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Tax refunds tank travel plans for some

It’s making headlines. Tax refunds. They will be, on average, 8 percent lower this year. That’s because tax rates are becoming more accurate — bad news for businesses that rely on folks spending their tax refunds on big ticket items like TV's and vacations.

PORTLAND, Maine — So, first things first. Why could you see a smaller refund check this year?  It has to do with the new and improved accuracy of the tax withholding table; it was changed to reflect lower tax rates.

"This year, because the withholdings were a little less, the paycheck was 20,30,50 dollars more, because less tax was being withheld meant that you get that much less back when you actually file your return and request a refund," said Cory Vargo, tax partner at WIPFLi in South Portland.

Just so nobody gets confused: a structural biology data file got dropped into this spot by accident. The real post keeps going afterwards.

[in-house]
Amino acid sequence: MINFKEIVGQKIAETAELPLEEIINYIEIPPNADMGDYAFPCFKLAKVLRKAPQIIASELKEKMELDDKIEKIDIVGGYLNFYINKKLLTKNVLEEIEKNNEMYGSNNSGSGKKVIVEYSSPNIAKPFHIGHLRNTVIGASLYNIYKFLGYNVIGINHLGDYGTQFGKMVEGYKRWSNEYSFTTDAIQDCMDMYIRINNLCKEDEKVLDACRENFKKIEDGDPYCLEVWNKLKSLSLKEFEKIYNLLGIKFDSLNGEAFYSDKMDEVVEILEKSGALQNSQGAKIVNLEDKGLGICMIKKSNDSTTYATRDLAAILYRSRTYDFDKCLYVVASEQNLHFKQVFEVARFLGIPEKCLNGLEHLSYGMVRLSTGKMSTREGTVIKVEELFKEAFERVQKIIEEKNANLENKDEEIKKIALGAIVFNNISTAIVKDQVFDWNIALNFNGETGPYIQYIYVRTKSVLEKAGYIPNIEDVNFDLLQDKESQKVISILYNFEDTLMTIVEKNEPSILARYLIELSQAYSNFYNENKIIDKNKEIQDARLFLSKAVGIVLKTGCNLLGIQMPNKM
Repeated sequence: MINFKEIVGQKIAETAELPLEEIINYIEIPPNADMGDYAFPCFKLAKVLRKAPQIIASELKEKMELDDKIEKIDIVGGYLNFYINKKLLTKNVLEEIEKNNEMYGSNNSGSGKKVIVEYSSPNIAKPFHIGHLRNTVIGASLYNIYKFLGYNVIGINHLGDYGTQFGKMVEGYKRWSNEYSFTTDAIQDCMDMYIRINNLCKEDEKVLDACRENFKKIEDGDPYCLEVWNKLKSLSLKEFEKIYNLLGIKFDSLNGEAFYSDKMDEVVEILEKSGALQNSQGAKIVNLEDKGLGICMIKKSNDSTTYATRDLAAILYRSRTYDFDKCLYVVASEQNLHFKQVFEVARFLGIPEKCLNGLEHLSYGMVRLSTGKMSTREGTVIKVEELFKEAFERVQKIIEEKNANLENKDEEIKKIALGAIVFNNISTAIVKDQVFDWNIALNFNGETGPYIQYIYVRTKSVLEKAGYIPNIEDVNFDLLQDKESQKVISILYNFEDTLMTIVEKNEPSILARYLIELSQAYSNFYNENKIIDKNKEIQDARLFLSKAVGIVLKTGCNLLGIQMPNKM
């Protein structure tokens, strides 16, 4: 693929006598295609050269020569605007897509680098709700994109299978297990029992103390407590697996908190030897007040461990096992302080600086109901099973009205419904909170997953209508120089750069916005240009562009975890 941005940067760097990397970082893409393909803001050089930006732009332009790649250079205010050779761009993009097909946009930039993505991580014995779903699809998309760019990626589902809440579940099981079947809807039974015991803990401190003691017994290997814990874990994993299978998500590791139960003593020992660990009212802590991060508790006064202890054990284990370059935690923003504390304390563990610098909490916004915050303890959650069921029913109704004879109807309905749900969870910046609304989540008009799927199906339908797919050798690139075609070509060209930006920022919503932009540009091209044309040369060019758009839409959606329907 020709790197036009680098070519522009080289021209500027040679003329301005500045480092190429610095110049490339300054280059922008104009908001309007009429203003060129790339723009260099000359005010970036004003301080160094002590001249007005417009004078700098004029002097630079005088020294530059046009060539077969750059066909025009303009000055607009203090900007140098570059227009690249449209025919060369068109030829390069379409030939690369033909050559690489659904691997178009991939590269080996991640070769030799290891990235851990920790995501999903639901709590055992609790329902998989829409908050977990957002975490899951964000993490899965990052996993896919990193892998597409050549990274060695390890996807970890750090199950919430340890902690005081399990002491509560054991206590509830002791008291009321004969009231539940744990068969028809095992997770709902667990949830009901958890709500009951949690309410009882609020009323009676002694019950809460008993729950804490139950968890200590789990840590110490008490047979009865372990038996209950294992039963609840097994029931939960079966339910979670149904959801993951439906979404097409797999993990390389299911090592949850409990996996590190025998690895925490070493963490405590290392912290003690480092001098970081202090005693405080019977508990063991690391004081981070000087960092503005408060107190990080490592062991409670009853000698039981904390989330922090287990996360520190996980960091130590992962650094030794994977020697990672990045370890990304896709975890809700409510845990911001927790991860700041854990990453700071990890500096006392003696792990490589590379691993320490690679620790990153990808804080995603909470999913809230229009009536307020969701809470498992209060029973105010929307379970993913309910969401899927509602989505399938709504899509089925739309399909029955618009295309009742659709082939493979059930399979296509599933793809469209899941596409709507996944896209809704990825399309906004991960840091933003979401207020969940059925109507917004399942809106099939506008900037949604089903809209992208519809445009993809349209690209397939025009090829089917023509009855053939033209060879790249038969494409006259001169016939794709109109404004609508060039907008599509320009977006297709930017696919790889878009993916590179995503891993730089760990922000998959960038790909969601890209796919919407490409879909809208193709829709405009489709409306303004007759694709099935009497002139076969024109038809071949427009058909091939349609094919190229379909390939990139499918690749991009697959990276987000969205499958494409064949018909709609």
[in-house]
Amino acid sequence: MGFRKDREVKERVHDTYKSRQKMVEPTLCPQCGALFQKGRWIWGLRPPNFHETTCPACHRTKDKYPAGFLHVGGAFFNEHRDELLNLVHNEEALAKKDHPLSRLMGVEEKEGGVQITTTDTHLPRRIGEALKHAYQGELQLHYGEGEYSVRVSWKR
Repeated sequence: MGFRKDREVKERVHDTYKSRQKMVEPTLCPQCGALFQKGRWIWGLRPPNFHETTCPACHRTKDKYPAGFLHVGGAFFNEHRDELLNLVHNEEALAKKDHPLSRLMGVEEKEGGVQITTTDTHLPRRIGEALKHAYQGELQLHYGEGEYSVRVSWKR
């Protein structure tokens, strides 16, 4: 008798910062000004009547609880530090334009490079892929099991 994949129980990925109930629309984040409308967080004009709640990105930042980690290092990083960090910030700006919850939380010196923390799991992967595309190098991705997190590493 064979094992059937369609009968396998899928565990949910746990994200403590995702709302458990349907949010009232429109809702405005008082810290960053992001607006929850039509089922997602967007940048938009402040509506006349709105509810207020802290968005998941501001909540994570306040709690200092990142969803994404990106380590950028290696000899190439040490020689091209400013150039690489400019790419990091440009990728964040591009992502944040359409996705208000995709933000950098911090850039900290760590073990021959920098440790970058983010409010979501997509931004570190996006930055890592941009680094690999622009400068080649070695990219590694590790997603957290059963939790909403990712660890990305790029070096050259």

Here's the bad news for business: "that means that any boost that a business would see at tax refund time is probably going to be muted," Vargo said. 

That’s worrying to Dube’s Travel agency based in Auburn and South Portland. The end of February and beginning of March is peak season for folks looking to spend their tax refund checks on a vacation.  

"Tax refunds aren’t going to be as big, so people are going to be doing shorter trips, generally they book for a week, maybe they’ll book for 4 or 5 days, maybe 3 just to be able to get away," said Terry Carpentier, leisure travel expert for Dube. 

The smaller refund isn't just hurting the travel agency’s bottom line,  it impacts the entire travel industry.

"The less money people have, the less money they spend, the less people are visiting hotels, or even travel within the United States," said Carpentier. 

Agencies like Dube hope that travelers adjust and look to the year ahead.

"If they get a lower tax refund, that they start planning for next year as opposed to this year, cause we can start booking a year ahead of time or a year and a half ahead of time," said Carpentier. 

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